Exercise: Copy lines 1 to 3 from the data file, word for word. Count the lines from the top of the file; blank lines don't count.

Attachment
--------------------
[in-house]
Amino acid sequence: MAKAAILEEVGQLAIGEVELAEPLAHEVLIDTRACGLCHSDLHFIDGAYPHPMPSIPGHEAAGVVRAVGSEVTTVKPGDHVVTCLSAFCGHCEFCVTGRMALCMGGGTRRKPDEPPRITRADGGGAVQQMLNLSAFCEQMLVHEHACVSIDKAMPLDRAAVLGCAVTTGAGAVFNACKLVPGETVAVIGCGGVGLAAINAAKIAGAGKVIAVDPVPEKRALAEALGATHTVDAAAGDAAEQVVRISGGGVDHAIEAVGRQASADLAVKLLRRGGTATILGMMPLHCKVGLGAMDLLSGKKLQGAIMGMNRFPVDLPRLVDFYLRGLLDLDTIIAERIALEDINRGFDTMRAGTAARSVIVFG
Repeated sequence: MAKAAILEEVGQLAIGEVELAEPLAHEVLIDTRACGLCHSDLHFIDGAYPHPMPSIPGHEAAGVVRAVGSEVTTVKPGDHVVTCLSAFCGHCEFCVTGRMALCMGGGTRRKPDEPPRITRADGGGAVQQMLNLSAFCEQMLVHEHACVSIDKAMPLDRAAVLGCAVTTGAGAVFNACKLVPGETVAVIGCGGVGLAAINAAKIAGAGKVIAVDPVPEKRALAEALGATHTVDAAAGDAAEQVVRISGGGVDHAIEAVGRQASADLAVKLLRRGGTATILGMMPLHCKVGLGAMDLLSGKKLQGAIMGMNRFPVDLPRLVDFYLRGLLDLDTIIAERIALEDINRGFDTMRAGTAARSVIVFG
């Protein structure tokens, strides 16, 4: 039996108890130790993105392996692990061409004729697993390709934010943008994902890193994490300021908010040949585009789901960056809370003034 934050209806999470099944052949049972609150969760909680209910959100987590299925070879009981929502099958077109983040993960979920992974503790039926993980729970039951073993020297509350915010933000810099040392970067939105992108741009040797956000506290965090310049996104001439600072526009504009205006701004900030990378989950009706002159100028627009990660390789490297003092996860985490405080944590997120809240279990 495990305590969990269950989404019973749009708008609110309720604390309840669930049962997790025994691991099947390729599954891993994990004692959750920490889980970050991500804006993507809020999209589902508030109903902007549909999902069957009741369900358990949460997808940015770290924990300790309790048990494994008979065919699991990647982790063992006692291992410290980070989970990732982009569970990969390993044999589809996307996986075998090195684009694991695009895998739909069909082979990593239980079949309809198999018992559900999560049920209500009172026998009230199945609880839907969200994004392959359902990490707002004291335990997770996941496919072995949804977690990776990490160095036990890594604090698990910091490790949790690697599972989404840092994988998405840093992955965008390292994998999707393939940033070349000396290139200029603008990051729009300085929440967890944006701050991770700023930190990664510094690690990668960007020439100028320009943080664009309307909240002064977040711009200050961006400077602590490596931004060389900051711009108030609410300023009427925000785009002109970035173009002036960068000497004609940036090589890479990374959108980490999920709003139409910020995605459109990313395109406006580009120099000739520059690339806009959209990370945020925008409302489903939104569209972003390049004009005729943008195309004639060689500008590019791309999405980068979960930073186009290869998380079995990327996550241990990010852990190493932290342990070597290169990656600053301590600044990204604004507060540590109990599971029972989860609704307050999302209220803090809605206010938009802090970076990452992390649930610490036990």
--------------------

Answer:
[in-house]
Amino acid sequence: MAKAAILEEVGQLAIGEVELAEPLAHEVLIDTRACGLCHSDLHFIDGAYPHPMPSIPGHEAAGVVRAVGSEVTTVKPGDHVVTCLSAFCGHCEFCVTGRMALCMGGGTRRKPDEPPRITRADGGGAVQQMLNLSAFCEQMLVHEHACVSIDKAMPLDRAAVLGCAVTTGAGAVFNACKLVPGETVAVIGCGGVGLAAINAAKIAGAGKVIAVDPVPEKRALAEALGATHTVDAAAGDAAEQVVRISGGGVDHAIEAVGRQASADLAVKLLRRGGTATILGMMPLHCKVGLGAMDLLSGKKLQGAIMGMNRFPVDLPRLVDFYLRGLLDLDTIIAERIALEDINRGFDTMRAGTAARSVIVFG
Repeated sequence: MAKAAILEEVGQLAIGEVELAEPLAHEVLIDTRACGLCHSDLHFIDGAYPHPMPSIPGHEAAGVVRAVGSEVTTVKPGDHVVTCLSAFCGHCEFCVTGRMALCMGGGTRRKPDEPPRITRADGGGAVQQMLNLSAFCEQMLVHEHACVSIDKAMPLDRAAVLGCAVTTGAGAVFNACKLVPGETVAVIGCGGVGLAAINAAKIAGAGKVIAVDPVPEKRALAEALGATHTVDAAAGDAAEQVVRISGGGVDHAIEAVGRQASADLAVKLLRRGGTATILGMMPLHCKVGLGAMDLLSGKKLQGAIMGMNRFPVDLPRLVDFYLRGLLDLDTIIAERIALEDINRGFDTMRAGTAARSVIVFG